Storyline: Real Estate

191 rumors in this storyline

Doc Rivers, a former NBA All-Star player and championship coach, who since 2013 has been the head coach of the Los Angeles Clippers, is looking to shake up his real estate portfolio, quietly listing a beachfront home in Malibu for nearly $13 million. The house was once owned by TV exec Don Ohlmeyer and leased by Backstreet Boy Nick Carter. Property records indicate the former point guard, who led the Clippers to the playoffs last year but lost in six games to the Golden State Warriors, purchased the Spanish-style residence in 2017 for a bit more than $9.5 million. A quick comparison with online listings at the time of his purchase show the four-bedroom and 5.5-bathroom home, located in a prestigious guard-gated enclave, was subsequently renovated in a relaxed, contemporary style that offers panoramic coastline and endless ocean and sunset views.

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Jordan Farmar, a former NBA player and two-time champion with the Los Angeles Lakers, loves calling Las Vegas his home for the last six years. He now has a hand in building his own. The Los Angeles native, his wife, Jill, a former professional soccer player, and their two daughters will be moving into their new home in Southern Highlands in May. Domanico Custom Homes is constructing the home valued at $3.5 million, and Farmar and his new carpentry skills have helped it along.

The 33-year-old Farmar, who is retired from the NBA, lives in Southern Highlands in a home he has occupied for the last few years. Before that, Farmar bought the 2016 New American Home in MacDonald Highlands in Henderson, which was showcased at the International Builders’ Show in Las Vegas. He lived there for less than a year before moving back to Southern Highlands in a 4,000-square-foot home. “I moved to Vegas (as a tax shelter) while I was still playing,” Farmar said. “The more we stayed out here, the more we fell in love with it and the less I wanted to be in Los Angeles. Now I don’t like to go there at all. I go there and handle my business and come back as soon as possible.”

Meyers Leonard’s Oregon residence listed for $3M. Have you ever wanted to live in a mansion? Have you ever wanted to live in a house a Trail Blazer used to call home? Is your answer yes to both questions? Well, you’re in luck. If you have an extra $3 million laying around, you can take a mansion off of Meyers Leonard’s hands. The house, all 7,934 square feet if it, is nothing short of a dream home.

While the NBA is on hiatus, former Thunder star Russell Westbrook found time to wrap up some business back in Oklahoma. His single-story home, which he bought shortly after joining the team in 2008, just sold for $426,900. The nine-time All-Star, who now plays for the Houston Rockets, has purchased plenty of real estate since then. In 2015, he bought a Beverly Crest abode from Scott Disick for $4.65 million and upgraded again three years later, nabbing a Brentwood mansion near LeBron James for $19.75 million. This one’s a bit more modest at just over 3,000 square feet. It sits on a landscaped lot in Edmond, a suburban city a few miles north of the Thunder stadium.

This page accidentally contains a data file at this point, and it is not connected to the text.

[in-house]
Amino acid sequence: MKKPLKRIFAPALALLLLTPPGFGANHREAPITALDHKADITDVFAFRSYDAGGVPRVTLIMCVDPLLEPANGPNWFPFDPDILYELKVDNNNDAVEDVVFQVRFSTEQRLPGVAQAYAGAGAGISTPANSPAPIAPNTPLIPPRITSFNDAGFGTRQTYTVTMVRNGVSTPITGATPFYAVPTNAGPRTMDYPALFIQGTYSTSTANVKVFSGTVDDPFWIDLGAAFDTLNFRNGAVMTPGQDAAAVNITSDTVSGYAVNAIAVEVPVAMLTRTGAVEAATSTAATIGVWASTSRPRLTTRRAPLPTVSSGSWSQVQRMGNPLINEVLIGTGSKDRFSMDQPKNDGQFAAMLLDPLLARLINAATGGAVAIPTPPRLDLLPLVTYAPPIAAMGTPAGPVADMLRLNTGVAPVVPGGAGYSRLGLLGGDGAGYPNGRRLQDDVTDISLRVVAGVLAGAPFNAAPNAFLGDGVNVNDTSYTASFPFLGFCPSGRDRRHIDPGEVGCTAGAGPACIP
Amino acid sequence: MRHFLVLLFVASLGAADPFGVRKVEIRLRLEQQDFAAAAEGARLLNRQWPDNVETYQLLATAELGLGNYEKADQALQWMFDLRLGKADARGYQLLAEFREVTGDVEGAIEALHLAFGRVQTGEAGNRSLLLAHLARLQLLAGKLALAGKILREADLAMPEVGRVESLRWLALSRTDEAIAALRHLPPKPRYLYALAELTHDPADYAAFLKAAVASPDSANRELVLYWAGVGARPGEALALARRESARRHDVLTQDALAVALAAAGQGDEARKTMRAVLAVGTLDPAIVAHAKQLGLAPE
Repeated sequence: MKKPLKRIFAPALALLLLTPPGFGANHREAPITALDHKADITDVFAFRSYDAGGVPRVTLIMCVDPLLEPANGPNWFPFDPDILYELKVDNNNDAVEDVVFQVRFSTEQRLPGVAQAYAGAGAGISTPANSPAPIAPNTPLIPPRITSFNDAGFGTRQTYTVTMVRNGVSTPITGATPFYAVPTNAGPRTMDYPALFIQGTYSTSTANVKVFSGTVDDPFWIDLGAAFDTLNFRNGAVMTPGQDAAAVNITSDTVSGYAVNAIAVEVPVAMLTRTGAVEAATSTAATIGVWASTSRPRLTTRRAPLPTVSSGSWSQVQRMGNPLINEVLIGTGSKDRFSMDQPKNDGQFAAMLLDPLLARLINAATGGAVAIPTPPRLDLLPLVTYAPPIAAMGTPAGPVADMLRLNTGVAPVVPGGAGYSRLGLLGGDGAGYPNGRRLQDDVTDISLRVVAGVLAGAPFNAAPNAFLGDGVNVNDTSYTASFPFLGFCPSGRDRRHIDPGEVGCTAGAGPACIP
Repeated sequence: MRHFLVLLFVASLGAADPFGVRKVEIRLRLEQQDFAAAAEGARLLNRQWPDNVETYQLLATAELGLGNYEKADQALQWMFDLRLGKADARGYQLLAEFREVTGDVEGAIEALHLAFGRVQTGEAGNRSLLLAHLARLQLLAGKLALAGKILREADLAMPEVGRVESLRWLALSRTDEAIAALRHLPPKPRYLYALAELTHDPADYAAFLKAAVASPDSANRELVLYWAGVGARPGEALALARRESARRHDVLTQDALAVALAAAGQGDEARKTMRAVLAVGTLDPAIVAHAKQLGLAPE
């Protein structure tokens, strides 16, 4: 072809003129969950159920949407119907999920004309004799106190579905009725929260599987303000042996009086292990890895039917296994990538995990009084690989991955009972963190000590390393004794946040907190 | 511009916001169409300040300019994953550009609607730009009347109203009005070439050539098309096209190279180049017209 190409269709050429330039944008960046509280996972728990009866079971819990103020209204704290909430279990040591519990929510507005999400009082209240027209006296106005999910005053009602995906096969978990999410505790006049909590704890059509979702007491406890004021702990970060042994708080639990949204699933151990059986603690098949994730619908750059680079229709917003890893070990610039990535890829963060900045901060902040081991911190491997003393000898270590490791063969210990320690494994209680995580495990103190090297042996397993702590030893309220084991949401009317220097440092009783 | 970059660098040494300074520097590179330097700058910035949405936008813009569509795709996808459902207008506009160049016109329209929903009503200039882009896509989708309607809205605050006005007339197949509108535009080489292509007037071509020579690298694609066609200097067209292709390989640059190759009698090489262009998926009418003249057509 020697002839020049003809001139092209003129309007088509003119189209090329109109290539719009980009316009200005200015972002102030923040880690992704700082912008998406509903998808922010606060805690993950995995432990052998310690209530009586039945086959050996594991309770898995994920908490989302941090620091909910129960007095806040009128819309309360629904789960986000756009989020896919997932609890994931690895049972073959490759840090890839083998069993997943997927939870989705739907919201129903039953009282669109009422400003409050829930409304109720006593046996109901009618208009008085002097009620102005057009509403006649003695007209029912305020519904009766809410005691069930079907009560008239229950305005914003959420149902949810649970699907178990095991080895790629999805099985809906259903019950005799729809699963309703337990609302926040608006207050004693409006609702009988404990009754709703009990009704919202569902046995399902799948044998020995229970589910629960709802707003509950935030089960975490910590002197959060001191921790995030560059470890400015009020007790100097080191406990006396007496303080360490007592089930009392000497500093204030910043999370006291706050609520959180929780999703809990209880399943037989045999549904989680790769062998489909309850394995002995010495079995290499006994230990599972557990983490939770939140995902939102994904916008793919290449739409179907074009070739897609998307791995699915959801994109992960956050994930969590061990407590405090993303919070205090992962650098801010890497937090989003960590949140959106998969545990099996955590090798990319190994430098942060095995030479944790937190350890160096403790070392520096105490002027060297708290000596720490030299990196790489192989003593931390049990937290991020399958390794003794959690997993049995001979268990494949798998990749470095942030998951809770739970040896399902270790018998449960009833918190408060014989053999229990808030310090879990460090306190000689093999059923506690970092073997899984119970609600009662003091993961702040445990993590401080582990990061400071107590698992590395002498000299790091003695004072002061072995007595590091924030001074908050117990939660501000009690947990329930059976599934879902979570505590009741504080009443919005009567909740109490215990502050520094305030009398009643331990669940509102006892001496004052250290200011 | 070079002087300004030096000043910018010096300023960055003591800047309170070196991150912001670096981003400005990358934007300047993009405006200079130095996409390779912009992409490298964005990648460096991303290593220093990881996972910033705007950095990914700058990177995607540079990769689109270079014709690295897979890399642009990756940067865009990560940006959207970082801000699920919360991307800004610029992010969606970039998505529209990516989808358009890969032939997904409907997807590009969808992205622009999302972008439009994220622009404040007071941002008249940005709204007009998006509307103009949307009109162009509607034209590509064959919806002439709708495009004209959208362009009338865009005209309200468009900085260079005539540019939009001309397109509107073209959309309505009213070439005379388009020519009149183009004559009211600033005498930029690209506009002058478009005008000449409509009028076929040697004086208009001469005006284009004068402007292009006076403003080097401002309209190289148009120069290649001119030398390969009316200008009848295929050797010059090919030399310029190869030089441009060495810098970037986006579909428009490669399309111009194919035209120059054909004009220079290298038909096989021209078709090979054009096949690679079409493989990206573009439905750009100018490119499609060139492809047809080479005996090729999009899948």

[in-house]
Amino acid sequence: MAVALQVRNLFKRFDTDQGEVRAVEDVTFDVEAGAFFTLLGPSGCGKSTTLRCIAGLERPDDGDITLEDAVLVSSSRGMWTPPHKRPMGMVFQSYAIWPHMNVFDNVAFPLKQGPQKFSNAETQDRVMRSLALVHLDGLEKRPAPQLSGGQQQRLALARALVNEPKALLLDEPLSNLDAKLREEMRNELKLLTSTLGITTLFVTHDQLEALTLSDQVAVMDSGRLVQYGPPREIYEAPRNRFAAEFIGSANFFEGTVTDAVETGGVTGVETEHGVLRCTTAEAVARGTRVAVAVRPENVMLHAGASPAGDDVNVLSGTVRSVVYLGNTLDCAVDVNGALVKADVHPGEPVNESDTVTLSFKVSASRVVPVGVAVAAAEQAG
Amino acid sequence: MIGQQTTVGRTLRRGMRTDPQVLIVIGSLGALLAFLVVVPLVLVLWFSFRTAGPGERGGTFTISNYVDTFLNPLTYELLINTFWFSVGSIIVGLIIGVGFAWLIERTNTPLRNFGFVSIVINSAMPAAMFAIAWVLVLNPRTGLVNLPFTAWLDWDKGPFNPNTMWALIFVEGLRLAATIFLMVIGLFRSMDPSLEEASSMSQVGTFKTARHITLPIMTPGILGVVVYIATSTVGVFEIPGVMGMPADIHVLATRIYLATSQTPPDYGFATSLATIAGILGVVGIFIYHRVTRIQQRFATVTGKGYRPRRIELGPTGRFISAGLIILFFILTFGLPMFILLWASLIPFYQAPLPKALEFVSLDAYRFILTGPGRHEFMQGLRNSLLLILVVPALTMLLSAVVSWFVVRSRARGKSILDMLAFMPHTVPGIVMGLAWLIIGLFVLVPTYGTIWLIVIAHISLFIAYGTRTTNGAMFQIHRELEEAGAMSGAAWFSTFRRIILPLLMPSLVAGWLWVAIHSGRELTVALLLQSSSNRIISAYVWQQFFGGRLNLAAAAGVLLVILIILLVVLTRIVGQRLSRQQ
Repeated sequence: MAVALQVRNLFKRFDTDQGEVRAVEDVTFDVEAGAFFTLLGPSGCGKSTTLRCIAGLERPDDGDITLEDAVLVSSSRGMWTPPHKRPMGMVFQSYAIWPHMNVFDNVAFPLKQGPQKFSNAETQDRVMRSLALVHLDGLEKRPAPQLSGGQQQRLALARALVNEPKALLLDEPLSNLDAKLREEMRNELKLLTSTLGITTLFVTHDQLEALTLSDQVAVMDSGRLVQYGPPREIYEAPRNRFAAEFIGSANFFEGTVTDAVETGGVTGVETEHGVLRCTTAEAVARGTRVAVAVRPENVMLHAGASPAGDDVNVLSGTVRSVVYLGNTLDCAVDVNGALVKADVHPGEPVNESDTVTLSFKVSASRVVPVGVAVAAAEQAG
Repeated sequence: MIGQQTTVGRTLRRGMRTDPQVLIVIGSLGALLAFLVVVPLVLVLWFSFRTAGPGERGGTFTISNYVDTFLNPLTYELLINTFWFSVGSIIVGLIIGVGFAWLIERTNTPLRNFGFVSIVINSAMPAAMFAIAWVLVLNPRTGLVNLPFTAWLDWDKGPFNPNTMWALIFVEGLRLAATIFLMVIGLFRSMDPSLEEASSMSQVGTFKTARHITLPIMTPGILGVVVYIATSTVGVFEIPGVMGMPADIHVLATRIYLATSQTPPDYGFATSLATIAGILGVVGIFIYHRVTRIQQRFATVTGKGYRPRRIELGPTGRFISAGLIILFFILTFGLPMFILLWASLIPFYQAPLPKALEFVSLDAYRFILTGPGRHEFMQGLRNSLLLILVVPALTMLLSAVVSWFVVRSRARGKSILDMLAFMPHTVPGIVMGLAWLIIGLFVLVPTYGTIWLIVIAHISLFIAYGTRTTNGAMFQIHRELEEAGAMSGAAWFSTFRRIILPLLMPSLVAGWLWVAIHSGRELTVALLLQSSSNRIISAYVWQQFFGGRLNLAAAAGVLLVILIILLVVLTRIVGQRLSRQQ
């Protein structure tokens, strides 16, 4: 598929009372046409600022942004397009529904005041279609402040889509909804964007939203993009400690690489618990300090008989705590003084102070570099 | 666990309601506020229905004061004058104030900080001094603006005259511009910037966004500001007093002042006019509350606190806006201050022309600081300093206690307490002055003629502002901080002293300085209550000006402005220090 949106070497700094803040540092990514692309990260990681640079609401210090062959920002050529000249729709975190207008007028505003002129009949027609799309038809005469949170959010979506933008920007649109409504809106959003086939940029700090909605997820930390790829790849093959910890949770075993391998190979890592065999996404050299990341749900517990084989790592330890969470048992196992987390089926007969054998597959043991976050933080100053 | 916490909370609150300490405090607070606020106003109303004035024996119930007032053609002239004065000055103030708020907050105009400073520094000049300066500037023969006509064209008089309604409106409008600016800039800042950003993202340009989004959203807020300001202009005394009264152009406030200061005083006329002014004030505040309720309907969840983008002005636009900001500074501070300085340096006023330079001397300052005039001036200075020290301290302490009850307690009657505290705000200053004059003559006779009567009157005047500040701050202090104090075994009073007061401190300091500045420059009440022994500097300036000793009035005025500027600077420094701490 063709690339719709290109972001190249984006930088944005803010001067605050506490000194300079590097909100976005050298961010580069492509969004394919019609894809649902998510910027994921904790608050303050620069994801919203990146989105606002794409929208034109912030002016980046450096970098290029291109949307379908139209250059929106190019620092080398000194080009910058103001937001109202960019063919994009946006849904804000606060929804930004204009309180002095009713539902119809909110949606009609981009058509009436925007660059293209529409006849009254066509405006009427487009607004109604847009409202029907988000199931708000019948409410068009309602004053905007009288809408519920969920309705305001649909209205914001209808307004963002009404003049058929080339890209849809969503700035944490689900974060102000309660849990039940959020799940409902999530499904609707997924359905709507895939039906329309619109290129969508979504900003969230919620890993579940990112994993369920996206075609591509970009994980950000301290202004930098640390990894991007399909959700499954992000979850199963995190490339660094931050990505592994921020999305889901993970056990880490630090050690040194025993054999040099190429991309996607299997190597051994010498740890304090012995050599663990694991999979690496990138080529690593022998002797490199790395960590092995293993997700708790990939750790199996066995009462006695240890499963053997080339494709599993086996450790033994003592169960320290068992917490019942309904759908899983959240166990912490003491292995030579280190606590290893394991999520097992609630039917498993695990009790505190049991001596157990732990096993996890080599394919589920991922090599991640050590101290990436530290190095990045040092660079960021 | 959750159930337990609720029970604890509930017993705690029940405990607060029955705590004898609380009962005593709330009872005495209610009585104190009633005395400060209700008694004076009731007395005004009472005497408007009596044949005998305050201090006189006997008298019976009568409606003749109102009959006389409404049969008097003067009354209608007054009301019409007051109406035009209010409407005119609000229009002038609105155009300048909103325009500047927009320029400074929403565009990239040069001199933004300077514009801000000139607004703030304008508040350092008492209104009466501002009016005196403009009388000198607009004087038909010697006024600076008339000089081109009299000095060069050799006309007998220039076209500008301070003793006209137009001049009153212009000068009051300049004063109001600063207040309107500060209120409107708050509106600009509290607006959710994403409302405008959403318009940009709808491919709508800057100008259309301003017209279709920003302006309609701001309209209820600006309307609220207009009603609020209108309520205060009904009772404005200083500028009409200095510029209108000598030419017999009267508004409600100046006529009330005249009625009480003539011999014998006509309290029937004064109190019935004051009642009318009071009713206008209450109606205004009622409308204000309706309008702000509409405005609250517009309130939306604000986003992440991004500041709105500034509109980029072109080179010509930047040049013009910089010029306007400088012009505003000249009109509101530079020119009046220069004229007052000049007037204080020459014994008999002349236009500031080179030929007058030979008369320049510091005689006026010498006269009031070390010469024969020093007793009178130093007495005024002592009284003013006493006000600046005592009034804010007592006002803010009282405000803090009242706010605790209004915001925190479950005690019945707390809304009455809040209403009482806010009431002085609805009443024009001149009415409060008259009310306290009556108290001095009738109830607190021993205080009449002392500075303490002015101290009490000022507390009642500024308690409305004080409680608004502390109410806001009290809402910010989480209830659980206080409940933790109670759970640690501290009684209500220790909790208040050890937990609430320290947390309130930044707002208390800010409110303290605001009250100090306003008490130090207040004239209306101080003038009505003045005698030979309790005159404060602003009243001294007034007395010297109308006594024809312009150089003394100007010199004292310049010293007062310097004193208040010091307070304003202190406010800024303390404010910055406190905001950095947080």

Briefly with the Cleveland Cavaliers and now balling for the Utah Jazz, former L.A. Laker Jordan Clarkson seeks $3.35 million for a fairly recently purchased home in L.A.’s proto-suburban Woodland Hills community. The 6’4” guard purchased the then brand-spanking new house not even two years ago for a wee bit less than $3.2 million. Described in listings held by Zeev Perez at Keller Williams as a Cape Cod style home, the roughly 5,800-square-foot, family-sized structure is set behind a low fence and electronic driveway gates with five bedrooms and five full and two half bathrooms.

In contrast to a number of teammates who’ve bought properties in the Milwaukee space, Pat Connaughton has gone a step additional: He is tearing down a dilapidated duplex so he can substitute it with a four-story house constructing. “I’ll attempt to personal this endlessly,” Connaughton, 27, stated on a current morning as he stepped inside the husk of the outdated duplex at the nook of North Milwaukee and East Knapp streets, simply a few blocks from Fiserv Discussion board, the place the Bucks play their residence video games.

However Connaughton might see the future: a three-unit constructing full of recent facilities topped by a 3,132-square-foot penthouse, which he plans to make his residence. Need to be his neighbor? Connaughton goes to hire out the different two models. (Bucks workers can count on a low cost.) He hopes to finish the undertaking by midsummer. If the Bucks win a championship, the parade can launch from his new pad. “I’ll have a housewarming occasion to kick it off,” Connaughton stated.

Connaughton has been constructing a second profession in actual property via his improvement firm, Seashore Home LLC, which is a household affair. His father, Len, is the vp, and Joe Stanton, a childhood good friend, is the director of undertaking administration. The corporate owns 4 properties and bought two others in Portland, Ore., the place Connaughton spent three seasons taking part in for the Path Blazers. Seashore Home additionally owns three properties and bought one other in South Bend, Ind., the place Connaughton was a two-sport star at Notre Dame. And in Milwaukee, he has two initiatives in the works, together with the house constructing close to the enviornment. Connaughton bought the property, which had been vacant for months, for $325,000, and he expects the rebuild to price a further $800,000.

Curry, who signed a $201 million, five-year contract in 2017, snapped up a condo in the Four Seasons Private Residences at 706 Mission St., a new tower opening in June across from Yerba Buena Center for the Arts. The price for the 2,800-square-foot condo the Currys bought was just under $8 million, according to real estate sources familiar with the unit and building. The unit is on the 30th floor — coincidentally, Curry wears No. 30 for the Warriors.